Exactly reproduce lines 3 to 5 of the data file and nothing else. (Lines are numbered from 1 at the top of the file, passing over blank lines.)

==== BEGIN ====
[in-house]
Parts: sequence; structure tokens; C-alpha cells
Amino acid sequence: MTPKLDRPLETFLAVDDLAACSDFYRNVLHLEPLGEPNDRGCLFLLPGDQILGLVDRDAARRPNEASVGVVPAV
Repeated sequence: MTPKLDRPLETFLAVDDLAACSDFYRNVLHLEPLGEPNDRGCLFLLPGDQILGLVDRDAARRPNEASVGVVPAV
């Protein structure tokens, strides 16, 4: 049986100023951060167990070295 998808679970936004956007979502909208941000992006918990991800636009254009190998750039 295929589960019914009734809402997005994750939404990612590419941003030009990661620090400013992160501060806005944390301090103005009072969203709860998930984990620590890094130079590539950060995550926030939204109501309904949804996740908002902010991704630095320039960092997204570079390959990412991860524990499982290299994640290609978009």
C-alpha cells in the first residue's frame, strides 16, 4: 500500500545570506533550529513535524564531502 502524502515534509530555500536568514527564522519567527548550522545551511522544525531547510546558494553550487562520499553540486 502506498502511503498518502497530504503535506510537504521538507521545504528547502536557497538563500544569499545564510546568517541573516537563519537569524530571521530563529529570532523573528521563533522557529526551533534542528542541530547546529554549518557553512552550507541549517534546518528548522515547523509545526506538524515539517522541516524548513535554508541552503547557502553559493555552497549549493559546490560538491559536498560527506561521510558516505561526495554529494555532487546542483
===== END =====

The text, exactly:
Amino acid sequence: MTPKLDRPLETFLAVDDLAACSDFYRNVLHLEPLGEPNDRGCLFLLPGDQILGLVDRDAARRPNEASVGVVPAV
Repeated sequence: MTPKLDRPLETFLAVDDLAACSDFYRNVLHLEPLGEPNDRGCLFLLPGDQILGLVDRDAARRPNEASVGVVPAV
């Protein structure tokens, strides 16, 4: 049986100023951060167990070295 998808679970936004956007979502909208941000992006918990991800636009254009190998750039 295929589960019914009734809402997005994750939404990612590419941003030009990661620090400013992160501060806005944390301090103005009072969203709860998930984990620590890094130079590539950060995550926030939204109501309904949804996740908002902010991704630095320039960092997204570079390959990412991860524990499982290299994640290609978009």